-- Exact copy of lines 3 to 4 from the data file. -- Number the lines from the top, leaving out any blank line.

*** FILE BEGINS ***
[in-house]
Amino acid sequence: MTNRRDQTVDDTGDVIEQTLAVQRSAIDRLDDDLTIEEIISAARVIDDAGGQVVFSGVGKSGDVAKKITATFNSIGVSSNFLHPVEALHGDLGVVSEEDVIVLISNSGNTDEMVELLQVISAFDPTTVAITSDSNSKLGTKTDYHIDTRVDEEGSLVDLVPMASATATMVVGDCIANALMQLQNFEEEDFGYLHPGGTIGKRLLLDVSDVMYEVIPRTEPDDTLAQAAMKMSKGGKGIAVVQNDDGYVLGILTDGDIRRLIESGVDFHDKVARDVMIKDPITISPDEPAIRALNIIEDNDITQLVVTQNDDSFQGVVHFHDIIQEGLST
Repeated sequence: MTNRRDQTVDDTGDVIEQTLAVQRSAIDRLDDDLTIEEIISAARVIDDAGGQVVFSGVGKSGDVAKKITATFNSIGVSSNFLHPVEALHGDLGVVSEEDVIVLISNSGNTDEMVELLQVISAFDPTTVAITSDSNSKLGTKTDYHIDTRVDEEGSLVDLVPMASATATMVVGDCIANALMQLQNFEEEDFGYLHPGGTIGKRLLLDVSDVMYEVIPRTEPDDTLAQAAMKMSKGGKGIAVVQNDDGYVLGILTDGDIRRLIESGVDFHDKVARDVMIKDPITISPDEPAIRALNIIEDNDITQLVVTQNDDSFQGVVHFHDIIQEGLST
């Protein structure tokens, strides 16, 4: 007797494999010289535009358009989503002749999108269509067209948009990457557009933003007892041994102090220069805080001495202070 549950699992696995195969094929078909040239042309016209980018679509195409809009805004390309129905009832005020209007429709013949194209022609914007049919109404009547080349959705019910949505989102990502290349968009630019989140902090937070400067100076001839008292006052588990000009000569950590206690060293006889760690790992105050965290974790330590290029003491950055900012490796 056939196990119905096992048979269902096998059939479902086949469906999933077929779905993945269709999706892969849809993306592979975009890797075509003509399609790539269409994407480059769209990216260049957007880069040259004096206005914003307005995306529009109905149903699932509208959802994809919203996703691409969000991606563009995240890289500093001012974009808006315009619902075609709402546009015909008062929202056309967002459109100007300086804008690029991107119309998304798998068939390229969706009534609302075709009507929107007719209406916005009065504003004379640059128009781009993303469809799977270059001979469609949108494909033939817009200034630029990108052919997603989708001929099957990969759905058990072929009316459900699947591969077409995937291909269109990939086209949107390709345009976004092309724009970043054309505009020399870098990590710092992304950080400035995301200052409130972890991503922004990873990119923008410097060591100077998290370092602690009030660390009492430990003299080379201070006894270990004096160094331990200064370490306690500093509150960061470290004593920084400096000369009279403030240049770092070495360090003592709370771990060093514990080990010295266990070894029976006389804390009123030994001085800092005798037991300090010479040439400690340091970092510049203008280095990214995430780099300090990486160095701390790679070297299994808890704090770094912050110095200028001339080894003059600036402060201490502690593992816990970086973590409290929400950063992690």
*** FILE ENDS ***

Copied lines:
Repeated sequence: MTNRRDQTVDDTGDVIEQTLAVQRSAIDRLDDDLTIEEIISAARVIDDAGGQVVFSGVGKSGDVAKKITATFNSIGVSSNFLHPVEALHGDLGVVSEEDVIVLISNSGNTDEMVELLQVISAFDPTTVAITSDSNSKLGTKTDYHIDTRVDEEGSLVDLVPMASATATMVVGDCIANALMQLQNFEEEDFGYLHPGGTIGKRLLLDVSDVMYEVIPRTEPDDTLAQAAMKMSKGGKGIAVVQNDDGYVLGILTDGDIRRLIESGVDFHDKVARDVMIKDPITISPDEPAIRALNIIEDNDITQLVVTQNDDSFQGVVHFHDIIQEGLST
């Protein structure tokens, strides 16, 4: 007797494999010289535009358009989503002749999108269509067209948009990457557009933003007892041994102090220069805080001495202070 549950699992696995195969094929078909040239042309016209980018679509195409809009805004390309129905009832005020209007429709013949194209022609914007049919109404009547080349959705019910949505989102990502290349968009630019989140902090937070400067100076001839008292006052588990000009000569950590206690060293006889760690790992105050965290974790330590290029003491950055900012490796 056939196990119905096992048979269902096998059939479902086949469906999933077929779905993945269709999706892969849809993306592979975009890797075509003509399609790539269409994407480059769209990216260049957007880069040259004096206005914003307005995306529009109905149903699932509208959802994809919203996703691409969000991606563009995240890289500093001012974009808006315009619902075609709402546009015909008062929202056309967002459109100007300086804008690029991107119309998304798998068939390229969706009534609302075709009507929107007719209406916005009065504003004379640059128009781009993303469809799977270059001979469609949108494909033939817009200034630029990108052919997603989708001929099957990969759905058990072929009316459900699947591969077409995937291909269109990939086209949107390709345009976004092309724009970043054309505009020399870098990590710092992304950080400035995301200052409130972890991503922004990873990119923008410097060591100077998290370092602690009030660390009492430990003299080379201070006894270990004096160094331990200064370490306690500093509150960061470290004593920084400096000369009279403030240049770092070495360090003592709370771990060093514990080990010295266990070894029976006389804390009123030994001085800092005798037991300090010479040439400690340091970092510049203008280095990214995430780099300090990486160095701390790679070297299994808890704090770094912050110095200028001339080894003059600036402060201490502690593992816990970086973590409290929400950063992690």